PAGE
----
If you’re a current subscriber, log in below. If you would like to subscribe, please click the subscribe tab above.
Username and Password Help
The Grady County Board of Education held a special called meeting last Wednesday afternoon and accepted the resignation of a Shiver Elementary School science and social studies teacher.
Ronald Evans resigned his teaching position on Monday, Sept. 16, following an internal school system investigation of alleged inappropriate discipline involving a Shiver middle school student.
Grady County School Superintendent Dr. Kermit Gilliard declined to discuss the specifics of the allegations, but insisted that the alleged inappropriate touching Evans was accused of was not of a sexual manner, despite what other media outlets had reported.
The parent of a Shiver student disciplined by Evans had filed a complaint with the school regarding the teacher, which prompted Evans to be placed on paid leave on Sept. 11. The school system notified the Georgia Department of Family and Children Services, which also conducted a preliminary investigation.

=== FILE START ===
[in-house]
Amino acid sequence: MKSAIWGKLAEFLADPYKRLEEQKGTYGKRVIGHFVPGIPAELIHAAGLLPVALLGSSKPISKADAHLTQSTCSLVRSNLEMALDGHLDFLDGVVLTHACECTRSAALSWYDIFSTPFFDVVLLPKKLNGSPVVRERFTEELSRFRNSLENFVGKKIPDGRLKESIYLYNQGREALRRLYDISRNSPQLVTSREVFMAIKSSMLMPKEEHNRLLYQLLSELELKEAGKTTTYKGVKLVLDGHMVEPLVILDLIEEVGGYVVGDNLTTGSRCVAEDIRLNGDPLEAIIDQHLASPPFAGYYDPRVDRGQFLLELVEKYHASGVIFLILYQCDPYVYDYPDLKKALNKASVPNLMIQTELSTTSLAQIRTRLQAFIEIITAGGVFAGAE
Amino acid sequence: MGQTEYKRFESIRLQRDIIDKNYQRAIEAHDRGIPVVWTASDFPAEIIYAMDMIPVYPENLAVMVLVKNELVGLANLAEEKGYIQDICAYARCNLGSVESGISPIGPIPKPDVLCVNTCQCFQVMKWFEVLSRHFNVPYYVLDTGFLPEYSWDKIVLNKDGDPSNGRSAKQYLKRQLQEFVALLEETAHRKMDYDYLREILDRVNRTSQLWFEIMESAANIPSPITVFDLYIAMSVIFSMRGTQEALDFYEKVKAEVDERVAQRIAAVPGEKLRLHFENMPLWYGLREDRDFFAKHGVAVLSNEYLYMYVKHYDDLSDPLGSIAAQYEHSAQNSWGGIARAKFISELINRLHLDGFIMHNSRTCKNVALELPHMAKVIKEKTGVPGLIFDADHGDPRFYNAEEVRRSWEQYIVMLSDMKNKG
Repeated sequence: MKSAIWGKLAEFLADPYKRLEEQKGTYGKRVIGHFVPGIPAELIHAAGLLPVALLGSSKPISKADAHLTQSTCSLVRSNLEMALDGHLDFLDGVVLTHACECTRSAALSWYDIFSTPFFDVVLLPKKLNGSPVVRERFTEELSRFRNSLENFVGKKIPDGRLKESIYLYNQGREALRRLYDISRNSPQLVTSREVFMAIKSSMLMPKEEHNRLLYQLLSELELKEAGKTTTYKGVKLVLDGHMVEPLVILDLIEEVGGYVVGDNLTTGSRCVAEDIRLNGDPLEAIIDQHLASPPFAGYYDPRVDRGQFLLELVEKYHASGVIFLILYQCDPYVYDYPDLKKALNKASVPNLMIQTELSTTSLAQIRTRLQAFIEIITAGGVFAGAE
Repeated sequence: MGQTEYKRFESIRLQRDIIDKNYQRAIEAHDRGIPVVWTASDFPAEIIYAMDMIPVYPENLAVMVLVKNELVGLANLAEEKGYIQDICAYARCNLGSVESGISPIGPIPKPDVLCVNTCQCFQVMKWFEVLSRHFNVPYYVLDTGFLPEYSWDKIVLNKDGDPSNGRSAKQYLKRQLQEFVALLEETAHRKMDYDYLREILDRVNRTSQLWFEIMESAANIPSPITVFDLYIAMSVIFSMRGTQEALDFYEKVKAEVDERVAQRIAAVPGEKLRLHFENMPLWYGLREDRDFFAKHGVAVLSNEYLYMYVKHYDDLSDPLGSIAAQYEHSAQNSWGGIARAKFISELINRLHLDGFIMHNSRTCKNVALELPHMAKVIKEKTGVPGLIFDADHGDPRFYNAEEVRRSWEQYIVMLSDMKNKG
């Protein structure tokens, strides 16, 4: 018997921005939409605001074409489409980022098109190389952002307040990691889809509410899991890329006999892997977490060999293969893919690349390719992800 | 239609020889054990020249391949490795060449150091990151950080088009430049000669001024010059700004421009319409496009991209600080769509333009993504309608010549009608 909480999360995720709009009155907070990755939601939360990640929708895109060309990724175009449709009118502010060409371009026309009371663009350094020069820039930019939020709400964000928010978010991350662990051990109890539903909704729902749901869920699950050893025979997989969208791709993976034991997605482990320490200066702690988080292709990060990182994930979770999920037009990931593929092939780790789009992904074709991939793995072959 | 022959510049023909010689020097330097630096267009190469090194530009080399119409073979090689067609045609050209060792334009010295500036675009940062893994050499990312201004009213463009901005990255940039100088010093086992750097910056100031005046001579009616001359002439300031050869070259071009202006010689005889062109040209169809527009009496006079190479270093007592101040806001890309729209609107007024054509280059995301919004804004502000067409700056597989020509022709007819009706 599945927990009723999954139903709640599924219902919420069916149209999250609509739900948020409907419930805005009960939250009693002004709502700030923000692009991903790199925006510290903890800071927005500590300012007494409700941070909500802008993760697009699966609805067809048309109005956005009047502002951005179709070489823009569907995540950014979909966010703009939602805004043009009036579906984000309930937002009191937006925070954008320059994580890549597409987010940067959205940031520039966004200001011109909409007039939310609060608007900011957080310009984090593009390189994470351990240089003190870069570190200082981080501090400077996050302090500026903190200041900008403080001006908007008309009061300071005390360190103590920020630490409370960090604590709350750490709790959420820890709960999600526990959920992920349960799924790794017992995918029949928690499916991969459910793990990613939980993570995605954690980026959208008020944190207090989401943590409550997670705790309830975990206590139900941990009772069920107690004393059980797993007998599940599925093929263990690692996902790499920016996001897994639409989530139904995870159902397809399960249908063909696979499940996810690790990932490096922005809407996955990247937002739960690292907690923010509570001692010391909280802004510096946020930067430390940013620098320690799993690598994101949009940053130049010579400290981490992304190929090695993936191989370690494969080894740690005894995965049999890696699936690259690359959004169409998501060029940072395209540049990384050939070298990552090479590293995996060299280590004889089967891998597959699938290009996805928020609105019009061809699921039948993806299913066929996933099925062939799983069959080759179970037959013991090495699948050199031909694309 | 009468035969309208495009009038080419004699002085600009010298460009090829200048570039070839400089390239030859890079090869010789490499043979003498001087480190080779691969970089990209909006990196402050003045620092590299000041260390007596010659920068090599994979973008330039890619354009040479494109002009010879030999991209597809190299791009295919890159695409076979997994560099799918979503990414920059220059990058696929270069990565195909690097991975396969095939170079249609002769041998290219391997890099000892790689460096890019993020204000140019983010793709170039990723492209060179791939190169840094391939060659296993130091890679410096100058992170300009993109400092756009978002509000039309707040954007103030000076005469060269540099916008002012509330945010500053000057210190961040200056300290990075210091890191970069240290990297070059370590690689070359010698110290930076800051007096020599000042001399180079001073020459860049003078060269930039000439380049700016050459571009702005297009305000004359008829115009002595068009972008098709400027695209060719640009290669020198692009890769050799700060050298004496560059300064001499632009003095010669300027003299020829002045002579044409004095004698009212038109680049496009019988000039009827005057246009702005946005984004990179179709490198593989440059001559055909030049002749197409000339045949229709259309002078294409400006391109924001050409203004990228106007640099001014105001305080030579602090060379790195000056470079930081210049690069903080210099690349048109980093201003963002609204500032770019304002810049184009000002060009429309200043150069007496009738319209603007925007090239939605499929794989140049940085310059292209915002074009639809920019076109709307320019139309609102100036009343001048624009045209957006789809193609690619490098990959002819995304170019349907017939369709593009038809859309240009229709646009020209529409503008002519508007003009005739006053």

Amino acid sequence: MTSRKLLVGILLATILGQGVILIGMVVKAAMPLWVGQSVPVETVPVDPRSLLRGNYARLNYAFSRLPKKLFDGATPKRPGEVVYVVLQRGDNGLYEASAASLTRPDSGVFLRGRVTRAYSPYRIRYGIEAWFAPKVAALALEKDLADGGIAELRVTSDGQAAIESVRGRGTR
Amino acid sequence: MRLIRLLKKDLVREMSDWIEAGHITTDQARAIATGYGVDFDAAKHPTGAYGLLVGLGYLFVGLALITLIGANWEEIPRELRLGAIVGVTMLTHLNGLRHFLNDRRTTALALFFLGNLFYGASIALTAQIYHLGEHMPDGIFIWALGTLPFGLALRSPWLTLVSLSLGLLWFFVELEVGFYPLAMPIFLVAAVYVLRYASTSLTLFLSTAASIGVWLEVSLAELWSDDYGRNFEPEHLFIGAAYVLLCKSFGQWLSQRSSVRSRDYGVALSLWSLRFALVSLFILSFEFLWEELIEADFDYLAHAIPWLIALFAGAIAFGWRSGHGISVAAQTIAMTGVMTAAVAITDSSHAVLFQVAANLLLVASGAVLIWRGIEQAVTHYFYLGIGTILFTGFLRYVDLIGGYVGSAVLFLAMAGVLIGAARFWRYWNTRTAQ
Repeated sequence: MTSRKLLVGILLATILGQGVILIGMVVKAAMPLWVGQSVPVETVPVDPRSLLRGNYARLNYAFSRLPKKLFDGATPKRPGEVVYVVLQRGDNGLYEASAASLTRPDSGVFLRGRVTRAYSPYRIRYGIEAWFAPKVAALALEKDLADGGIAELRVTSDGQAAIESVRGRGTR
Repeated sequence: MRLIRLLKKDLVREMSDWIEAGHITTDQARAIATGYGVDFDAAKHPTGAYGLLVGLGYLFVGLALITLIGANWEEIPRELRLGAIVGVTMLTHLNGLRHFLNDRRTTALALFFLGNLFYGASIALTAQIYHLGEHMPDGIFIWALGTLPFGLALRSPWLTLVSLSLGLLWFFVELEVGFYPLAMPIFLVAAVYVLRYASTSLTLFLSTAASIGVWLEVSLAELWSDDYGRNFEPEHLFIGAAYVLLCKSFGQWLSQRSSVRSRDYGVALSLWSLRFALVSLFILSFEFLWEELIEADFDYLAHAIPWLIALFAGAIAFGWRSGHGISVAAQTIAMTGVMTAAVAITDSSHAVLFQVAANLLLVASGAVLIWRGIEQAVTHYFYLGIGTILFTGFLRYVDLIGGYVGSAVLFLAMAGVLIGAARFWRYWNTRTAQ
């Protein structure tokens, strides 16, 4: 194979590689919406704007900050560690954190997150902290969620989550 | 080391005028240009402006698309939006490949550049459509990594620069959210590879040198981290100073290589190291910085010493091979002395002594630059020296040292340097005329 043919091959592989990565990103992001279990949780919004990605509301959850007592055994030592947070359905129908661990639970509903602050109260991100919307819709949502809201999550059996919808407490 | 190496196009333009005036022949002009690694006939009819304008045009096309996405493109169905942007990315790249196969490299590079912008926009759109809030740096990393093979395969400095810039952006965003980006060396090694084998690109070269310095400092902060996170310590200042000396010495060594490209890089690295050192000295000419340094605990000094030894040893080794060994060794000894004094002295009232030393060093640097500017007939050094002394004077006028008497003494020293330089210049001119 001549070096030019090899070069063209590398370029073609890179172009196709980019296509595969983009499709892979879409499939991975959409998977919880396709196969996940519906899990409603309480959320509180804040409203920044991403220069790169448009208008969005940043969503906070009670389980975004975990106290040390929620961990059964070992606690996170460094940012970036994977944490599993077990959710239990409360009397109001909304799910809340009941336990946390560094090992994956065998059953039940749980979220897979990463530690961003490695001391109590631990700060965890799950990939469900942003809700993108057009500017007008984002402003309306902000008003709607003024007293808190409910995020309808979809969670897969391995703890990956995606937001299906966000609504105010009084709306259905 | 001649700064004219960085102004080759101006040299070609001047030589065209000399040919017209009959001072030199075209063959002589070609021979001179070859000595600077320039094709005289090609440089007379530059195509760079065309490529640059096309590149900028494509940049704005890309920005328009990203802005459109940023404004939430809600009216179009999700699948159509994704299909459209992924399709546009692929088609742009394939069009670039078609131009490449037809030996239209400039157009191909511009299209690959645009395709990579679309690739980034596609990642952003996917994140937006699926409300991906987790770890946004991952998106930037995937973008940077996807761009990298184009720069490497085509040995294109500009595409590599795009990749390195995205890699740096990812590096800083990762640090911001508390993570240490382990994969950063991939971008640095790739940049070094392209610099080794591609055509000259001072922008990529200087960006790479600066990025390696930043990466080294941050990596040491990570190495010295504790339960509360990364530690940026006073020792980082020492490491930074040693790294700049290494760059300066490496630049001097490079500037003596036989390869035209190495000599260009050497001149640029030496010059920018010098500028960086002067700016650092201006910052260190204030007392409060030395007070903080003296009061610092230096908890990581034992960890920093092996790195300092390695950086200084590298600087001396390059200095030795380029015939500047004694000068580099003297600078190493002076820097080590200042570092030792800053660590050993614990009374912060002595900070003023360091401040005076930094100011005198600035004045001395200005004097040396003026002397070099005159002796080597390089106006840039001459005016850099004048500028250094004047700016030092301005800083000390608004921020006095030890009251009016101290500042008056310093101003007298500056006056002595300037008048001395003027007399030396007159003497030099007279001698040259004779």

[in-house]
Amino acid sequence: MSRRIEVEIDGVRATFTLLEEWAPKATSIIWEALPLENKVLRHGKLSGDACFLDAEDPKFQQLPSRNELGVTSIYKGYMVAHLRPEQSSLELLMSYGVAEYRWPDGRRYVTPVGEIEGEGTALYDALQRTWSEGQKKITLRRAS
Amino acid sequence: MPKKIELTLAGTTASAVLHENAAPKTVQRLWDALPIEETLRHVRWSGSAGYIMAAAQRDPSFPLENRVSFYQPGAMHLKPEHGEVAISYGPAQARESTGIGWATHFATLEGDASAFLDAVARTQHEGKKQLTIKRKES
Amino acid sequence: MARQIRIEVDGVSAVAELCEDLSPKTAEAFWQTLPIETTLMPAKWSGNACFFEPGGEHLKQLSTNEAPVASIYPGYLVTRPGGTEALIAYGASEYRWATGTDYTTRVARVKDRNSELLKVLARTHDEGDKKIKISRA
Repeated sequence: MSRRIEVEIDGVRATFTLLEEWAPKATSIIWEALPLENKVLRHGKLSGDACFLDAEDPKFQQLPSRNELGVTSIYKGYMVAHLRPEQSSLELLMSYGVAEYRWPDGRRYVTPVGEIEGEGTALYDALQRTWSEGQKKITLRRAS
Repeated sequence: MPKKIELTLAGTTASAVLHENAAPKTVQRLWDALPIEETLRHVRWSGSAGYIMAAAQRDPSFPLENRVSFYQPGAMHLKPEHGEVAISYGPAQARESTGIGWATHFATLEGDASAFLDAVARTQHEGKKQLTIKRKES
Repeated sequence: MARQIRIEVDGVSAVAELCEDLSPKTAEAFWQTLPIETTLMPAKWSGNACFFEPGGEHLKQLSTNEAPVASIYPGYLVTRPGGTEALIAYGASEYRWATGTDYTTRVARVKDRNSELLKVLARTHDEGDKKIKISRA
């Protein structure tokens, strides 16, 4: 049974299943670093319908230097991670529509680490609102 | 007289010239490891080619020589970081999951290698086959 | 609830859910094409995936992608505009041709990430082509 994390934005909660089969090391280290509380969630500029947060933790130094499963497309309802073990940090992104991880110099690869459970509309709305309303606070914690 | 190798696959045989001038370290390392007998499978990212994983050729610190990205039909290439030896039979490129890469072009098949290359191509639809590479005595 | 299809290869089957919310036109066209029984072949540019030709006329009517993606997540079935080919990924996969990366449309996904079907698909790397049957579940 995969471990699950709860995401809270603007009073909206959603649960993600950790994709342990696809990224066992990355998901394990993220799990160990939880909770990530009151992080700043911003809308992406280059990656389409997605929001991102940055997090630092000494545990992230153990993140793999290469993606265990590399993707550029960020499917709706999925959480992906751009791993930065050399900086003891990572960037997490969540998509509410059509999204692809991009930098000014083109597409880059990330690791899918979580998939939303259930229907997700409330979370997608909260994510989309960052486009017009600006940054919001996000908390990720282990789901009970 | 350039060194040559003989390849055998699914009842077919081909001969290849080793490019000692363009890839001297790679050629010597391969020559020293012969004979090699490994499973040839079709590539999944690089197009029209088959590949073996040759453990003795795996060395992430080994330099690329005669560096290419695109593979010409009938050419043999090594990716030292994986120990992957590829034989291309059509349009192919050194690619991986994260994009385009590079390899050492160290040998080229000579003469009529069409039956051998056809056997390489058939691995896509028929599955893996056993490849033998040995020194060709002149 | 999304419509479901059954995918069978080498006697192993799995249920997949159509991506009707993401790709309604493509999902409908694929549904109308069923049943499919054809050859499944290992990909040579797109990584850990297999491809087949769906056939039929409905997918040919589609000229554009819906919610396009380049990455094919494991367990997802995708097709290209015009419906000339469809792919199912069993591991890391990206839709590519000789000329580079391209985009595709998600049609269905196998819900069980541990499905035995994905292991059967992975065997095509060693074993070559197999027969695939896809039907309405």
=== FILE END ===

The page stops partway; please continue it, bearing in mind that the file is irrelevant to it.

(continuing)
Ultimately, it was determined there was not sufficient evidence for additional investigation or further action, according to the superintendent, and the investigation was closed on Sept. 16.
Since Evans’ resignation, a second complaint was filed against the former teacher.
Based on reporting by a Tallahassee television news station, a second parent has claimed that Evans allegedly touched his 13-year-old daughter inappropriately and made uncomfortable comments to her.
The 13-year-old female was interviewed Friday by a specialized forensic interviewer with the South Georgia Judicial Circuit. It was concluded that there was no evidence of a prosecutable crime, according to officials.
The parent who made the accusations of sexually inappropriate touching told a Tallahassee television news reporter that he plans to file a civil action against Evans and the school system.
Dr. Gilliard says, ”We believe our ultimate responsibility is providing a safe learning environment for our students. We take every complaint seriously and investigate them fully then act accordingly. I would never hesitate to take action or prosecute anyone who harms or mistreats a student in our care. Parents can be certain of that.”
With Evans stepping down, the school system is now looking for his replacement. He had taught at Shiver from 2002 until 2006 before resigning to take a job in construction. He returned to teaching at Washington Middle School and spent six years there before returning to Shiver in 2015.